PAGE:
Ashley Ogle
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Suzan
22 Posts
Suzan
British Columbia
Canada

Posted - May 23 2018 :  12:16:49 PM  Show Profile  Reply with Quote
Thanks for advise and I will try feeding this way. Itís still thick but smells good and has small bubbles but way thicker than all the others. I also started another oat starter with Bobs Red Mill this morning and will add less flour to this one. Is it he starter meant to be the consistency of a very thick smoothie? My white, brown and quinoa are varying degrees of this but the oat with the same measurements tends to be more like the very soft cream cheese analogy. Interesting beacuse it was like this on bake day after a week and yet it baked up pretty good.
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Ashley
287 Posts
Ashley
MOSCOW Idaho
USA

Posted - May 23 2018 :  1:12:32 PM  Show Profile  Reply with Quote
A thick smoothie consistency is a good comparison. Depending on the type of flour used, some are thicker and some are thinner. A softened cream cheese consistency seems a little thick for a mother, but it's good that your mother is active and bakes up nicely. I'm curious about how your new mother with less flour will perform. It was smart to start fresh with a new mother. That way, whether it goes well or not, you don't have a bunch of variables to contend with. Including your new oat flour mother, how many mothers do you have going right now?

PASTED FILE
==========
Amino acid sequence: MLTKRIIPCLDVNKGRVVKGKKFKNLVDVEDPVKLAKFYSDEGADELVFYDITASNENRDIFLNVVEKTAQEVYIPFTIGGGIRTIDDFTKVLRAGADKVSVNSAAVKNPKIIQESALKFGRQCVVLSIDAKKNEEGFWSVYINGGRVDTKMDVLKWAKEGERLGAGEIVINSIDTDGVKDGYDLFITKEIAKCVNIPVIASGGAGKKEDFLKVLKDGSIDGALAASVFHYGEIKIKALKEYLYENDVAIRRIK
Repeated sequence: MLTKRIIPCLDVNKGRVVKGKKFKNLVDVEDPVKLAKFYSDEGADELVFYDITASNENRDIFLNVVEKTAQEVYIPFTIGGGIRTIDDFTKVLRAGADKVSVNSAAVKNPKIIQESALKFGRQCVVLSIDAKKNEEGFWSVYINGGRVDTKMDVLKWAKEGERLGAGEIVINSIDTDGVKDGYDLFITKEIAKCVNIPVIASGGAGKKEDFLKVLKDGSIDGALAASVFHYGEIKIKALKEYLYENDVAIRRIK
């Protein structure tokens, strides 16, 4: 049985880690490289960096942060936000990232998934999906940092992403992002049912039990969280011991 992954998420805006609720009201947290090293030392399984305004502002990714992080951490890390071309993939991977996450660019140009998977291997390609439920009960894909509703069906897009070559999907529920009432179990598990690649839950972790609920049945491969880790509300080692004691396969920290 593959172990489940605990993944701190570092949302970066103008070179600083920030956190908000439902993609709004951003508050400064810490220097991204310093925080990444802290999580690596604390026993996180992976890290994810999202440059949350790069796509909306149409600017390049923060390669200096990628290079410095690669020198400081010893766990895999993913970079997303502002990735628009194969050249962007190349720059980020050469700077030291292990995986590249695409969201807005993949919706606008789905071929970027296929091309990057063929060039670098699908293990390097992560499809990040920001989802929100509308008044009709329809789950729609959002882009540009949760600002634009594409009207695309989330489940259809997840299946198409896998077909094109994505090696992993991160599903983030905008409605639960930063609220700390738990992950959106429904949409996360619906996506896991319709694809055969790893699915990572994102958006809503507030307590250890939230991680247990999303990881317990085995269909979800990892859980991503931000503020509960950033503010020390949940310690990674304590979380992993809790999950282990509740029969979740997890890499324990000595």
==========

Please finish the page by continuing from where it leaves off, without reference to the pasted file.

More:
Out of curiosity, did you notice any changes in consistency around day 4 of feeding/stirring? Around this time, your mother will "loosen up" and be a tad easier to stir. This change is more noticeable in gluten-based mothers, but happens in the gluten-free mothers as well.

Ashley Ogle
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Suzan
22 Posts
Suzan
British Columbia
Canada

Posted - May 23 2018 :  5:53:11 PM  Show Profile  Reply with Quote
I did notice a difference day 4 as well. Itís much lighter and easier to stir up.

I have 8 now withĒnewĒ oat one today. I did feed the new one tonight as you suggested and added more water less flour to the other two. Itís intersting with them as they have much smaller bubbles and become quite dense by feeding time. It seems this happens even when I add more water. I will keep documenting the oat Motherís. Is there a ratio of water to flour that I should not exceed as I play? They have done so well I donít want to loose them!
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Ashley
287 Posts
Ashley
MOSCOW Idaho
USA

Posted - May 24 2018 :  09:45:15 AM  Show Profile  Reply with Quote
Wow, 8 Mothers! It sounds like the oat flour is very unique as a mother. It makes a certain amount of sense because oats are prone to sucking liquids up like a sponge. The longer they sit, the thicker they get. I picked up some oats this morning to mill and will start a mother tomorrow. Fridays will be a good Bake Day for me. I'm anxious to get this started so I can have a first-hand view of what an oat-flour mother looks like.